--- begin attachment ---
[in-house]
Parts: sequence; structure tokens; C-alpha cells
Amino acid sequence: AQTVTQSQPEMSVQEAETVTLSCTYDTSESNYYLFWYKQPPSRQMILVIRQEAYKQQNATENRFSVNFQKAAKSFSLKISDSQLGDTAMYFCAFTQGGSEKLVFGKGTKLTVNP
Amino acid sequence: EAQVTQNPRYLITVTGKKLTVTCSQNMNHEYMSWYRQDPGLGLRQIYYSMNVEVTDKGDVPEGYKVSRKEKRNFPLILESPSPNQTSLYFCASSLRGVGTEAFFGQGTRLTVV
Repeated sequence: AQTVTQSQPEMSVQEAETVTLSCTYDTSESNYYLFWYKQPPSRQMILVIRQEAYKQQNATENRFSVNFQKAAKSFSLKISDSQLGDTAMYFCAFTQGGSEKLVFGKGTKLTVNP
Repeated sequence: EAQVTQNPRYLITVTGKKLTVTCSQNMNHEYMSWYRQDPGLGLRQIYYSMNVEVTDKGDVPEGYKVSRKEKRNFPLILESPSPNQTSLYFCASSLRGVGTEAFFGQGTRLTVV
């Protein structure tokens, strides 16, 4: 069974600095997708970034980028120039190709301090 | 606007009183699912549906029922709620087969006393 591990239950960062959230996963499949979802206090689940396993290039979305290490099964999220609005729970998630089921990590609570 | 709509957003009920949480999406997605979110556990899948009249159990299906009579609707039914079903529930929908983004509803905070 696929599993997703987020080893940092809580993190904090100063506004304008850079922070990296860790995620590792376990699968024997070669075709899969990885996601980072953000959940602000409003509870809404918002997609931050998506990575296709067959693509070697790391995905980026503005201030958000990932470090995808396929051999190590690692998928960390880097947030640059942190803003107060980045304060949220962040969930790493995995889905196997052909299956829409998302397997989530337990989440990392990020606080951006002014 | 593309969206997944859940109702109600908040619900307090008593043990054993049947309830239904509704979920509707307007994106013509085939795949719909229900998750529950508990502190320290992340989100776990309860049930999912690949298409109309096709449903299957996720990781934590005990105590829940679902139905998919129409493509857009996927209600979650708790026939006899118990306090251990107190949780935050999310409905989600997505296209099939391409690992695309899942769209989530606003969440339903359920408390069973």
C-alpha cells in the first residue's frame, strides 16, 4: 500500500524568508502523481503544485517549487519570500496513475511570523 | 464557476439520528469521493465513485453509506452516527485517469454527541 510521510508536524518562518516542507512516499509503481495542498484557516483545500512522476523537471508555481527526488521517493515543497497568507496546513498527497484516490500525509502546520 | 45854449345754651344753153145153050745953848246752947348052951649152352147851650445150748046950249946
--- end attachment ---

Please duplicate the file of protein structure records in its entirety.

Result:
[in-house]
Parts: sequence; structure tokens; C-alpha cells
Amino acid sequence: AQTVTQSQPEMSVQEAETVTLSCTYDTSESNYYLFWYKQPPSRQMILVIRQEAYKQQNATENRFSVNFQKAAKSFSLKISDSQLGDTAMYFCAFTQGGSEKLVFGKGTKLTVNP
Amino acid sequence: EAQVTQNPRYLITVTGKKLTVTCSQNMNHEYMSWYRQDPGLGLRQIYYSMNVEVTDKGDVPEGYKVSRKEKRNFPLILESPSPNQTSLYFCASSLRGVGTEAFFGQGTRLTVV
Repeated sequence: AQTVTQSQPEMSVQEAETVTLSCTYDTSESNYYLFWYKQPPSRQMILVIRQEAYKQQNATENRFSVNFQKAAKSFSLKISDSQLGDTAMYFCAFTQGGSEKLVFGKGTKLTVNP
Repeated sequence: EAQVTQNPRYLITVTGKKLTVTCSQNMNHEYMSWYRQDPGLGLRQIYYSMNVEVTDKGDVPEGYKVSRKEKRNFPLILESPSPNQTSLYFCASSLRGVGTEAFFGQGTRLTVV
């Protein structure tokens, strides 16, 4: 069974600095997708970034980028120039190709301090 | 606007009183699912549906029922709620087969006393 591990239950960062959230996963499949979802206090689940396993290039979305290490099964999220609005729970998630089921990590609570 | 709509957003009920949480999406997605979110556990899948009249159990299906009579609707039914079903529930929908983004509803905070 696929599993997703987020080893940092809580993190904090100063506004304008850079922070990296860790995620590792376990699968024997070669075709899969990885996601980072953000959940602000409003509870809404918002997609931050998506990575296709067959693509070697790391995905980026503005201030958000990932470090995808396929051999190590690692998928960390880097947030640059942190803003107060980045304060949220962040969930790493995995889905196997052909299956829409998302397997989530337990989440990392990020606080951006002014 | 593309969206997944859940109702109600908040619900307090008593043990054993049947309830239904509704979920509707307007994106013509085939795949719909229900998750529950508990502190320290992340989100776990309860049930999912690949298409109309096709449903299957996720990781934590005990105590829940679902139905998919129409493509857009996927209600979650708790026939006899118990306090251990107190949780935050999310409905989600997505296209099939391409690992695309899942769209989530606003969440339903359920408390069973």
C-alpha cells in the first residue's frame, strides 16, 4: 500500500524568508502523481503544485517549487519570500496513475511570523 | 464557476439520528469521493465513485453509506452516527485517469454527541 510521510508536524518562518516542507512516499509503481495542498484557516483545500512522476523537471508555481527526488521517493515543497497568507496546513498527497484516490500525509502546520 | 45854449345754651344753153145153050745953848246752947348052951649152352147851650445150748046950249946